Journal of Surgery (ISSN: 2575-9760)

Mini Review

Leveraging Advanced Practice Clinicians for Surgical Practices During a Time of COVID-19

Wayne Mathews*

UNMC PA Program, College of Allied Health Professions, Bennett Hall, Omaha, USA

Corresponding Author*: Wayne Mathews, UNMC PA Program, College of Allied Health Professions, Bennett Hall, Room 4002C, Omaha, NE 68198, USA.

Received Date: 21 September, 2021

Accepted Date: 30 September, 2021

Published Date: 04 October, 2021

Mini Review

One article based on surveying 98 centers from 31 countries noted that 87.8% of centers reported a decrease in emergency surgeries performed, and significant delays in triage of emergent surgical cases, and an increase of surgical complications , such as septic cholecystitis and perforated appendicitis [1]. Even more drastic reductions of elective operations have been noted in almost every hospital nationally [2]. These reductions in surgical procedures, both emergent and elective, have challenged staffing and workflow for every surgical department, and continue with hospital admissions and challenged resources from patients demanding acute care resources from COVID-19. Surgeon burnout is another negative outcome of the COVID-19 pandemic. Available data suggest that more than 50% of practicing surgeons and nearly 70% of general surgery residents meet the posited criteria for burnout [3]. One method is to allow the surgeon to delegate assigned tasks to a qualified practitioner, such as a trained PA or NP, in order to concentrate on acute surgical tasks in both the operating room and surgical planning and management of outcomes. Advance practice clinicians, such as Physician Assistants and Nurse Practitioners, can be a viable solution to the multi-faceted issues associated with caring for surgical patients in an environment of COVID-19. APP’s can insure a ‘clean surgical service’ by assisting and coordinating the screening and triage of COVID-19 testing as an adjunct to pre-operative assessment for the surgical service, freeing the surgeon to concentrate on the surgical patient and the specific problem at hand. In addition, APP’s can spend time with patients answering questions, educating them about procedures, prognosis, and patient outcomes to be expected. This can free up surgeon’s valuable time. This model has proven to improve patient outcomes in Intensive Care Units [4].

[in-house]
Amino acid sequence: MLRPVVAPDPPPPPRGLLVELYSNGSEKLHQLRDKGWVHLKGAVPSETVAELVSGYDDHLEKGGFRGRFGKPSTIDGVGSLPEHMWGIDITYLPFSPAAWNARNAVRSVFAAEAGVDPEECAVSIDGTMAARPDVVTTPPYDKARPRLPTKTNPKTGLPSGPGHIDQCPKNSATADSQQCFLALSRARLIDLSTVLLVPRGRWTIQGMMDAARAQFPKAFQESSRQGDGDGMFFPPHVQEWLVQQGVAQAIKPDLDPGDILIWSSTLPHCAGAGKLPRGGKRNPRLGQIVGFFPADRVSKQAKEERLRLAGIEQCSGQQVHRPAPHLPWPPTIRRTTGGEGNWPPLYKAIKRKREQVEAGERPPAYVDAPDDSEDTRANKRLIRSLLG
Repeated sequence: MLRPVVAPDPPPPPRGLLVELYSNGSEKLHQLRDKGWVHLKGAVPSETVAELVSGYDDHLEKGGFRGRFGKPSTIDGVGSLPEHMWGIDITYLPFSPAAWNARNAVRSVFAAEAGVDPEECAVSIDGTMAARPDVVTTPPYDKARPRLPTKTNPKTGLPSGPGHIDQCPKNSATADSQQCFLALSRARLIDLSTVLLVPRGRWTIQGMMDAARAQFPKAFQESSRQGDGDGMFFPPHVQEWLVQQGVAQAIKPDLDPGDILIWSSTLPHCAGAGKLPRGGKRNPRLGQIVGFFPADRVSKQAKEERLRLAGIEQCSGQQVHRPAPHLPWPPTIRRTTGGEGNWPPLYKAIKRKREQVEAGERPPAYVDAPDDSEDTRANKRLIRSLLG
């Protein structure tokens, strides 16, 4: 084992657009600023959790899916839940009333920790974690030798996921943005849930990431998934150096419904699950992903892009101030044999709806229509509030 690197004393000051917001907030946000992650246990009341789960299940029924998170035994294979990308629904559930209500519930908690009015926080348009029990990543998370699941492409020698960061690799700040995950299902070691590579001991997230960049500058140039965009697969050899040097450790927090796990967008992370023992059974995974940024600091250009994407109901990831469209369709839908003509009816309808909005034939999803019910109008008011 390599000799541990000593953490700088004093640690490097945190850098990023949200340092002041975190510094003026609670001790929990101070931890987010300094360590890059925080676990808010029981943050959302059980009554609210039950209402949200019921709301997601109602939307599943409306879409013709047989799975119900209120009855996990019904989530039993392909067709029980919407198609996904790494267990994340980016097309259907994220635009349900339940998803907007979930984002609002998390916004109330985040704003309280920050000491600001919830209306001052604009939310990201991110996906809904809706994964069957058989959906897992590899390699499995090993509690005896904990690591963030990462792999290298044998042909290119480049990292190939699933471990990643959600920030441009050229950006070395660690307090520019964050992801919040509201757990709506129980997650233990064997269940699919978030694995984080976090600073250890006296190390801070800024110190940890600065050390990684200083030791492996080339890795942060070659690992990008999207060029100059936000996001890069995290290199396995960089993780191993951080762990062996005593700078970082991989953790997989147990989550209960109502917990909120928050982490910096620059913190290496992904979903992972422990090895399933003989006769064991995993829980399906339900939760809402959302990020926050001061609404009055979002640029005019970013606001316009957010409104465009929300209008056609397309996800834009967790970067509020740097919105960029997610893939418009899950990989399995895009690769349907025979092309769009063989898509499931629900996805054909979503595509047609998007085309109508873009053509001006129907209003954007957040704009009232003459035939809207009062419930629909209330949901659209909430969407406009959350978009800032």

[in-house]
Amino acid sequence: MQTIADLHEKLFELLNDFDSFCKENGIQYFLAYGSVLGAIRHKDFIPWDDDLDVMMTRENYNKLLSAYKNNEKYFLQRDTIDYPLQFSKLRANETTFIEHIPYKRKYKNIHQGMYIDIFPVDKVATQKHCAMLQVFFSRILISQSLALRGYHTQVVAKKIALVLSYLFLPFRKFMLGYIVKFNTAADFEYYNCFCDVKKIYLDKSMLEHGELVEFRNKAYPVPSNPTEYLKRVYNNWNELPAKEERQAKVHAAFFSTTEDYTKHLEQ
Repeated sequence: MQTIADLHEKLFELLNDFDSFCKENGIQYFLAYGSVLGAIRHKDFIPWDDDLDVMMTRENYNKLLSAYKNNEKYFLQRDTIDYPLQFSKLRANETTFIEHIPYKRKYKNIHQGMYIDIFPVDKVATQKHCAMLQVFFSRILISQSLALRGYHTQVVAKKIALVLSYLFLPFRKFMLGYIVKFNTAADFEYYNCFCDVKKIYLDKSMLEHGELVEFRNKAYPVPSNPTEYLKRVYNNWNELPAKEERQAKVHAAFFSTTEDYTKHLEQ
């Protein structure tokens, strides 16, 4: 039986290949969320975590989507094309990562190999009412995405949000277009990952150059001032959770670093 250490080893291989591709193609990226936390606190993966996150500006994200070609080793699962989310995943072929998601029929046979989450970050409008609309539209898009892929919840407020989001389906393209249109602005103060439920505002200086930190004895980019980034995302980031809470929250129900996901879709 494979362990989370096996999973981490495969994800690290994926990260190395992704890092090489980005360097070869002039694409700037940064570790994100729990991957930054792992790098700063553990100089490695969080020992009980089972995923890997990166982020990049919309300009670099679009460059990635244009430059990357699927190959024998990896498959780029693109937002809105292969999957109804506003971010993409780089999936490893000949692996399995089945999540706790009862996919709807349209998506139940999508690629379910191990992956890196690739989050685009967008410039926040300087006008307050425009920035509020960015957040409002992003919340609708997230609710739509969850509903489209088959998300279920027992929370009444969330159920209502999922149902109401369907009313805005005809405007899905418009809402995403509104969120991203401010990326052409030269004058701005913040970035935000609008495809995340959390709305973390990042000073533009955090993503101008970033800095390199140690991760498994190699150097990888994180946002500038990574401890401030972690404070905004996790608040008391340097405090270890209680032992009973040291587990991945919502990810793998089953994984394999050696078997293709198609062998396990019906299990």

During the COVID-19 Public Health Emergency (PHE), CMS has allowed for many Medicare program flexibilities to free health professionals to extend care under dire clinical circumstances. One flexibility authorized direct supervision, which typically means on-site presence, to be accomplished through audio/visual communication methods. AAPA supported this provision in order to ensure an “all hands on deck” environment for delivering care during the PHE. There are different models of PA and NP utilization in the healthcare system. PA’s and NP’s can substitute for physician care, complement physician services, or do both simultaneously. Substitution involves rendering a service that a physician would otherwise provide, whereas complementing refers to providing an added function that a physician would not otherwise offer and is intended to enhance the patient's visits. Substituting for a physician's activities frees up a physician's time, allowing it to other activities or services such as patient education, health promotion and preventative care, and cohesiveness of responsibility to improve the overall quality of the principal diagnosis. The benefits of using physician substitution include increasing physician efficiency and productivity, reducing physician workload, increasing patient access, and reducing costs of services [4]. This can be accomplished while preserving patient safety and capitalizing on the surgeon’s expertise by the use of electronic means such as telehealth. Telehealth consultations can now be conveniently performed on portable platforms, such as smartphones or laptops. This practice has been employed successfully during the COVID-19 pandemic, with the following guidelines stated by Prasad et al: “he virtual visits. Physicians should use a highresolution camera, such as one from a laptop or an external webcam, and dress professionally. Furthermore, physicians should ensure their face is clearly seen in their video and that there is ample lighting. It may be advisable for physicians to have the materials recommended for patients easily available, such as a flashlight and napkins, in order to demonstrate aspects of the exam on themselves if patients are having difficulty. Having access to a high-quality Wi-Fi or network is essential.” [5].

This practice of utilizing APP’s has been demonstrated to be a cost effective and safe way to deliver post-operative orthopedic surgical care using APP’s: Figure 1 [6].

Horak, Shaun; Mathews, Wayne, JBJS Journal of Orthopaedics for Physician Assistants 8(3):e19.00046, July-September 2020. doi: 10.2106/JBJS.JOPA.19.00046

In conclusion, the utilization of trained APP’s (physician assistants and nurse practitioners) can be a force multipier for the attending surgeon to both manage safe practices in both emergent and elective surgical cases, and alleviate the disruption to a surgical service, which is associated with the excessive demand for hospital resources during the current COVID-19 pandemic. Innovative electronic means, such as real-time telehealth, augment the use of these skilled practitioners, while conforming to current CMS reimbursement guidelines.


Figure 1